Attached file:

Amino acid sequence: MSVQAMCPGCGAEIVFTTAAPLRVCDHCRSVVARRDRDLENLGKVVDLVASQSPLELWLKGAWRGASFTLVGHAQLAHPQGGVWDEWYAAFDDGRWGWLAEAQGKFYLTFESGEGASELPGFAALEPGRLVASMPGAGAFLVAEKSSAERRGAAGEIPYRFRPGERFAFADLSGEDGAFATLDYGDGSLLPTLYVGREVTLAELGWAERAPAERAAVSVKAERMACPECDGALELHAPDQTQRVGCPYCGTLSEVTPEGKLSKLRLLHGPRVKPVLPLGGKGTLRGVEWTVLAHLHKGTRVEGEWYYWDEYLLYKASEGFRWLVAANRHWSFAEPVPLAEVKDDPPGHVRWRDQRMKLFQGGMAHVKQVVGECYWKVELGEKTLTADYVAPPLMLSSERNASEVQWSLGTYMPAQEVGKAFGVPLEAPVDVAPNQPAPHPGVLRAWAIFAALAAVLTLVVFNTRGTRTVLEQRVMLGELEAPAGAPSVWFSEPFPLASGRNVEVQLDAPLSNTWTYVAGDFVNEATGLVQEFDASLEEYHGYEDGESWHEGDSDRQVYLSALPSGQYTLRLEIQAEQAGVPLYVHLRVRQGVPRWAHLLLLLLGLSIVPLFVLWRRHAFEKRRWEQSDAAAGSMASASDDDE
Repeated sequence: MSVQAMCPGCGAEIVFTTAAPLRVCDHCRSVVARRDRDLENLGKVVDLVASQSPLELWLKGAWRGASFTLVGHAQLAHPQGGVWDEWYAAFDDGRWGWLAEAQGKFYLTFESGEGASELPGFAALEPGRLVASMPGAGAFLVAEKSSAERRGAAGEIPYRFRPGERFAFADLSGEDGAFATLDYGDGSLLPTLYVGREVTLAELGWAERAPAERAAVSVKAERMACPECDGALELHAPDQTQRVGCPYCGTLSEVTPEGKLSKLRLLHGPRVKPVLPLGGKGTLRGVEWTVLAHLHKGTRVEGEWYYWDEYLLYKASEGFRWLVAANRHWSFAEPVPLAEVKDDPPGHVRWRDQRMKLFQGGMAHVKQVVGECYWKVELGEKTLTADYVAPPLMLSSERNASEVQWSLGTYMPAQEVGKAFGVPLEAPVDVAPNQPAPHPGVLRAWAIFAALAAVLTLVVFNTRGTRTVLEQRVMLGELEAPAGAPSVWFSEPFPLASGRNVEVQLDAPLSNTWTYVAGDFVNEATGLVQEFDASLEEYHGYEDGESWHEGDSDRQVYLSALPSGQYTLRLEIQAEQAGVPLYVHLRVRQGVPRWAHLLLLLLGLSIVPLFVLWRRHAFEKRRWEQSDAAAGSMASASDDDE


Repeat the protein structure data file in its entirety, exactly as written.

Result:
Amino acid sequence: MSVQAMCPGCGAEIVFTTAAPLRVCDHCRSVVARRDRDLENLGKVVDLVASQSPLELWLKGAWRGASFTLVGHAQLAHPQGGVWDEWYAAFDDGRWGWLAEAQGKFYLTFESGEGASELPGFAALEPGRLVASMPGAGAFLVAEKSSAERRGAAGEIPYRFRPGERFAFADLSGEDGAFATLDYGDGSLLPTLYVGREVTLAELGWAERAPAERAAVSVKAERMACPECDGALELHAPDQTQRVGCPYCGTLSEVTPEGKLSKLRLLHGPRVKPVLPLGGKGTLRGVEWTVLAHLHKGTRVEGEWYYWDEYLLYKASEGFRWLVAANRHWSFAEPVPLAEVKDDPPGHVRWRDQRMKLFQGGMAHVKQVVGECYWKVELGEKTLTADYVAPPLMLSSERNASEVQWSLGTYMPAQEVGKAFGVPLEAPVDVAPNQPAPHPGVLRAWAIFAALAAVLTLVVFNTRGTRTVLEQRVMLGELEAPAGAPSVWFSEPFPLASGRNVEVQLDAPLSNTWTYVAGDFVNEATGLVQEFDASLEEYHGYEDGESWHEGDSDRQVYLSALPSGQYTLRLEIQAEQAGVPLYVHLRVRQGVPRWAHLLLLLLGLSIVPLFVLWRRHAFEKRRWEQSDAAAGSMASASDDDE
Repeated sequence: MSVQAMCPGCGAEIVFTTAAPLRVCDHCRSVVARRDRDLENLGKVVDLVASQSPLELWLKGAWRGASFTLVGHAQLAHPQGGVWDEWYAAFDDGRWGWLAEAQGKFYLTFESGEGASELPGFAALEPGRLVASMPGAGAFLVAEKSSAERRGAAGEIPYRFRPGERFAFADLSGEDGAFATLDYGDGSLLPTLYVGREVTLAELGWAERAPAERAAVSVKAERMACPECDGALELHAPDQTQRVGCPYCGTLSEVTPEGKLSKLRLLHGPRVKPVLPLGGKGTLRGVEWTVLAHLHKGTRVEGEWYYWDEYLLYKASEGFRWLVAANRHWSFAEPVPLAEVKDDPPGHVRWRDQRMKLFQGGMAHVKQVVGECYWKVELGEKTLTADYVAPPLMLSSERNASEVQWSLGTYMPAQEVGKAFGVPLEAPVDVAPNQPAPHPGVLRAWAIFAALAAVLTLVVFNTRGTRTVLEQRVMLGELEAPAGAPSVWFSEPFPLASGRNVEVQLDAPLSNTWTYVAGDFVNEATGLVQEFDASLEEYHGYEDGESWHEGDSDRQVYLSALPSGQYTLRLEIQAEQAGVPLYVHLRVRQGVPRWAHLLLLLLGLSIVPLFVLWRRHAFEKRRWEQSDAAAGSMASASDDDE